Megatrend summary: Decentralised Data Centres
  • While centralised cloud adoption continues to grow, 5G, IoT-enabled devices, deep learning, hacking and censorship concerns will support the rise of smaller data centres located closer to where data is needed.
  • New opportunities will emerge for companies capable of providing affordable, transportable, low-latency, modular data solutions where they’re needed.
  • E-waste from discarded Bitcoin mining equipment is an environmental (reputational) risk that could be reconstrued as a commercial opportunity.
  • Microsoft and Google are green data centre pioneers and will likely force the rest of the industry to follow.

Footnotes

1 Sverdlik, Yevgeniy, Vapor IO to Bring Cloudflare to the Edge in 36 US Cities, 22 January 2020, https://www.datacenterknowledge.com/vapor-io/vapor-io-bring-cloudflare-edge-36-us-cities 

2 The Economist, The Era of the Cloud’s Total Dominance is Drawing to a Close 18 January 2018, https://www.economist.com/business/2018/01/18/the-era-of-the-clouds-total-dominance-is-drawing-to-a-close  

3Vincent, Brittany, Parler Goes Offline After Amazon Drops AWS Support, PC Mag, 12 January 2021, https://www.economist.com/business/2018/01/18/the-era-of-the-clouds-total-dominance-is-drawing-to-a-close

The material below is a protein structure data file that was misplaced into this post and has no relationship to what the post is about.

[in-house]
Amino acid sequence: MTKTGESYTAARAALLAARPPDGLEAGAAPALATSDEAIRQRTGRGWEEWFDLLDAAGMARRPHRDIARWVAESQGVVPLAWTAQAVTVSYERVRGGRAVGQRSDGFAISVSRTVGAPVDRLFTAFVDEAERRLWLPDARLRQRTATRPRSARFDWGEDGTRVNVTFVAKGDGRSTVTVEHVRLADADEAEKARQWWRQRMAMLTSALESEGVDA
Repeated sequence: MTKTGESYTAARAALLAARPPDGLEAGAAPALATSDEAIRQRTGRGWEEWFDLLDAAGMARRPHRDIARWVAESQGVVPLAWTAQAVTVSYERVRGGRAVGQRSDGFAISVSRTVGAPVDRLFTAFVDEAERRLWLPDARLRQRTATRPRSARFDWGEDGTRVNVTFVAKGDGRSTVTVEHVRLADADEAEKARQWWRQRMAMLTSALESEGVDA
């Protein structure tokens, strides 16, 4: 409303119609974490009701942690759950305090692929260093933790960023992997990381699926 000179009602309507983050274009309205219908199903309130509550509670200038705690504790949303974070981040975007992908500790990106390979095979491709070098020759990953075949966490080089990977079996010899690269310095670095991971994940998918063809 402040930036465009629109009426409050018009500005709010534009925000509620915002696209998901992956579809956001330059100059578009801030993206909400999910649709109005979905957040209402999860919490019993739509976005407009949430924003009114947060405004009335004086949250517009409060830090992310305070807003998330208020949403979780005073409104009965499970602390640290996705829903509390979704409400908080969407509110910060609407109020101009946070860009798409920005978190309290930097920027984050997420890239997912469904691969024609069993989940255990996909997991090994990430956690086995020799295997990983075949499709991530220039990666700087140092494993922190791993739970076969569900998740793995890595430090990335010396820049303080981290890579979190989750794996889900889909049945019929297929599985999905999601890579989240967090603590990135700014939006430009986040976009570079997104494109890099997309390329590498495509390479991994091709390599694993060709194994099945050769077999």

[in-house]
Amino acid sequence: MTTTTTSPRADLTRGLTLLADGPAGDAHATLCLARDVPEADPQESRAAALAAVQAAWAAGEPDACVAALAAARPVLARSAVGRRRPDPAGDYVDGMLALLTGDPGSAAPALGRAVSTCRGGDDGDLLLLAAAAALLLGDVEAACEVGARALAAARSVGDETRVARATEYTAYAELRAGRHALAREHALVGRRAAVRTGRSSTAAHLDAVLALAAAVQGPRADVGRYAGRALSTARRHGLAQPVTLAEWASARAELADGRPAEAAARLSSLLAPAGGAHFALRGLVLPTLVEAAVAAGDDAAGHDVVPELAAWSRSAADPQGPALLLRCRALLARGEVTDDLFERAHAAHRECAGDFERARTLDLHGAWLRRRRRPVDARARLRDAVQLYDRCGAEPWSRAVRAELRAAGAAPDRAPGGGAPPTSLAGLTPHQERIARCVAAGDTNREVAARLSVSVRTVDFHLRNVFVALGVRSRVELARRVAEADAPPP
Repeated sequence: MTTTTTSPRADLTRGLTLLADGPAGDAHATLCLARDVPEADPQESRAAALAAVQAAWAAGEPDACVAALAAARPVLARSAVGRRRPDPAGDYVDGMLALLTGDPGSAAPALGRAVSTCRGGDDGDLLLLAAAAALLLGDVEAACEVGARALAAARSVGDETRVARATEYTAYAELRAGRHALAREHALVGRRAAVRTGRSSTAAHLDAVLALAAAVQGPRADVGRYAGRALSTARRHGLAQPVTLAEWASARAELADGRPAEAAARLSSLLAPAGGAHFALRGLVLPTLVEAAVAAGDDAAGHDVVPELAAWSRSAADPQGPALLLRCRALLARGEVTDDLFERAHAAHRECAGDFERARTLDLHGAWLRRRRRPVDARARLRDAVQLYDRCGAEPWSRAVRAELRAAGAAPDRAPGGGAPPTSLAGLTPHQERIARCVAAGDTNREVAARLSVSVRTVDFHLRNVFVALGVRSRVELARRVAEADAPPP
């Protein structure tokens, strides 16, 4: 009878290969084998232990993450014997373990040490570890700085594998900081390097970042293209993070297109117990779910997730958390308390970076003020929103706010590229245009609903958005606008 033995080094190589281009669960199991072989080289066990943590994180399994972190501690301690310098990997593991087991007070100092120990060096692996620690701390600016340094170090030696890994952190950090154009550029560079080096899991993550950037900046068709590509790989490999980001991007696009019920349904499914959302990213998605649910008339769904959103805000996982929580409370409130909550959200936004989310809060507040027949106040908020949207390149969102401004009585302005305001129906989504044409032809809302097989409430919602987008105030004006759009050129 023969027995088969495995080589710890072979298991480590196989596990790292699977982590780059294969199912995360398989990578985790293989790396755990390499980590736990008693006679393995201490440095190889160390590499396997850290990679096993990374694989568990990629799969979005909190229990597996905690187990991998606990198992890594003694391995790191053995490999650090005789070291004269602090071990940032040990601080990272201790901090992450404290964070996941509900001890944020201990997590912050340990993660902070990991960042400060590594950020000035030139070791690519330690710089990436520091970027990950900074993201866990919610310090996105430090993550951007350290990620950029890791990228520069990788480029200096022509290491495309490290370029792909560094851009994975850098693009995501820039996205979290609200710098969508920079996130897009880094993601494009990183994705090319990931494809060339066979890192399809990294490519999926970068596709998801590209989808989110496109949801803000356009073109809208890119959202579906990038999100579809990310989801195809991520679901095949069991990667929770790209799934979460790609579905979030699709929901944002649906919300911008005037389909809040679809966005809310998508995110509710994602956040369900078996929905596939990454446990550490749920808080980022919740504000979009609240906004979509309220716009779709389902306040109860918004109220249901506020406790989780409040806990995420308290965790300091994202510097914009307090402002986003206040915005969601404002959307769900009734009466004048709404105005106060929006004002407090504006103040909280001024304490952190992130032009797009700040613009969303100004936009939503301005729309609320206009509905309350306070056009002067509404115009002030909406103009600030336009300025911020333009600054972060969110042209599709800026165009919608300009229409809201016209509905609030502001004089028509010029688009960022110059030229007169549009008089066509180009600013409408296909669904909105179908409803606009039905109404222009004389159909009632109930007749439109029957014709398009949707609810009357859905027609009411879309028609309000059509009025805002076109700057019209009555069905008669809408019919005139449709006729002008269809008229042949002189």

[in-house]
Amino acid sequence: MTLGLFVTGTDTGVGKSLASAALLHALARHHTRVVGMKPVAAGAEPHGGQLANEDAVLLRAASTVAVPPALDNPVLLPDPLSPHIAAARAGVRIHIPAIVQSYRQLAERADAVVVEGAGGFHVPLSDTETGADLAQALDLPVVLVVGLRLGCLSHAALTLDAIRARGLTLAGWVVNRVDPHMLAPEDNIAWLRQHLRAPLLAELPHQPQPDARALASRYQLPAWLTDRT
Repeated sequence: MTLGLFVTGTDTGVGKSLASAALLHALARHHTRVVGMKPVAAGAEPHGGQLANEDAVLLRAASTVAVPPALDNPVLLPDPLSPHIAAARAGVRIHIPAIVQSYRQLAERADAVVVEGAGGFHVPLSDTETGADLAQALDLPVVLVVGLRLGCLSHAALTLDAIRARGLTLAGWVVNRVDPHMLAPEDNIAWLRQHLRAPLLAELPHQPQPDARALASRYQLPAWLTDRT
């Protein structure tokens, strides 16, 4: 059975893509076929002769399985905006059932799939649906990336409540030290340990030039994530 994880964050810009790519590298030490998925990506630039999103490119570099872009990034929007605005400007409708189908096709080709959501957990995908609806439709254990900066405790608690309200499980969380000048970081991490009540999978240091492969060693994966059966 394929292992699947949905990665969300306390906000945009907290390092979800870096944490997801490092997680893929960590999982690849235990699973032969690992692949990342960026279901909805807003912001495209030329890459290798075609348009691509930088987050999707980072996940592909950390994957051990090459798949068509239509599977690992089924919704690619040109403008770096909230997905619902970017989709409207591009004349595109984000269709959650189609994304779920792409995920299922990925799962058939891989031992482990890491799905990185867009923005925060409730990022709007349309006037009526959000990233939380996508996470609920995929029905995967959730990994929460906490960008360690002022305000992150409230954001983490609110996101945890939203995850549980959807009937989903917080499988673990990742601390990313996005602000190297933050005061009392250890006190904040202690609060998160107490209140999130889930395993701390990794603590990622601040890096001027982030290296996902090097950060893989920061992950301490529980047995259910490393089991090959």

4 The Economist, Davy Jones’s Data-Centre, 19 September 2020, “https://www.economist.com/science-and-technology/2020/09/17/davy-joness-data-centre  

5 Paben, Jared, Crypto-Contex, E-scrap News, 22 June 2020, https://resource-recycling.com/e-scrap/2020/06/22/crypto-context/ 

6 Ibid

7 ARK Invest, Bitcoin Mining The Evolution of a Multibillion Dollar Industry, 9 March 2020, “https://research.ark-invest.com/bitcoin-mining-white-paper” 

8 Great Wall of Numbers, Bitcoin and Other PoW Coins are an ESG Nightmare, 14 February 2021,“https://www.ofnumbers.com/2021/02/14/bitcoin-and-other-pow-coins-are-an-esg-nightmare/” 

9 Miller, Rich, Microsoft Plans to Stop Using Diesel Generators by 2030, Data Center Frontier, 22 July 2020, https://www.datacenterknowledge.com/vapor-io/vapor-io-bring-cloudflare-edge-36-us-cities